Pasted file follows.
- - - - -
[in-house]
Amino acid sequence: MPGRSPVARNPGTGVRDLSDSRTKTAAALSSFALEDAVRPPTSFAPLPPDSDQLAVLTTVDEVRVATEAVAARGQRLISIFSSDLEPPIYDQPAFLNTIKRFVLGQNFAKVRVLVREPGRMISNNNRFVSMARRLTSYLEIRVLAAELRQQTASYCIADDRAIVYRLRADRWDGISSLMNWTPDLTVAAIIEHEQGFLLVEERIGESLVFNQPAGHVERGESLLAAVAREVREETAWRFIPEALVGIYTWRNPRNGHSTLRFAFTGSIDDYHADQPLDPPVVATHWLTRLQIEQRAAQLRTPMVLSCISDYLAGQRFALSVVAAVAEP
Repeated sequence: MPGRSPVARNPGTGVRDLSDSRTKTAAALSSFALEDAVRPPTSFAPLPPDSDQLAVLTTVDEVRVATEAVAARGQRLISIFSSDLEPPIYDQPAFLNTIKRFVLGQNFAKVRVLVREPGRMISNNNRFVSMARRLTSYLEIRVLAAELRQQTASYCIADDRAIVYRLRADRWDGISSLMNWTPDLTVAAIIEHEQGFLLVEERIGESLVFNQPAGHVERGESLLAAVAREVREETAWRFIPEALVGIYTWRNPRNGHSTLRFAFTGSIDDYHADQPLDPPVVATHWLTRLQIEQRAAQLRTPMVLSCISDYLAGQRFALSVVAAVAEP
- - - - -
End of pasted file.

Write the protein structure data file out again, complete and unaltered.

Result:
[in-house]
Amino acid sequence: MPGRSPVARNPGTGVRDLSDSRTKTAAALSSFALEDAVRPPTSFAPLPPDSDQLAVLTTVDEVRVATEAVAARGQRLISIFSSDLEPPIYDQPAFLNTIKRFVLGQNFAKVRVLVREPGRMISNNNRFVSMARRLTSYLEIRVLAAELRQQTASYCIADDRAIVYRLRADRWDGISSLMNWTPDLTVAAIIEHEQGFLLVEERIGESLVFNQPAGHVERGESLLAAVAREVREETAWRFIPEALVGIYTWRNPRNGHSTLRFAFTGSIDDYHADQPLDPPVVATHWLTRLQIEQRAAQLRTPMVLSCISDYLAGQRFALSVVAAVAEP
Repeated sequence: MPGRSPVARNPGTGVRDLSDSRTKTAAALSSFALEDAVRPPTSFAPLPPDSDQLAVLTTVDEVRVATEAVAARGQRLISIFSSDLEPPIYDQPAFLNTIKRFVLGQNFAKVRVLVREPGRMISNNNRFVSMARRLTSYLEIRVLAAELRQQTASYCIADDRAIVYRLRADRWDGISSLMNWTPDLTVAAIIEHEQGFLLVEERIGESLVFNQPAGHVERGESLLAAVAREVREETAWRFIPEALVGIYTWRNPRNGHSTLRFAFTGSIDDYHADQPLDPPVVATHWLTRLQIEQRAAQLRTPMVLSCISDYLAGQRFALSVVAAVAEP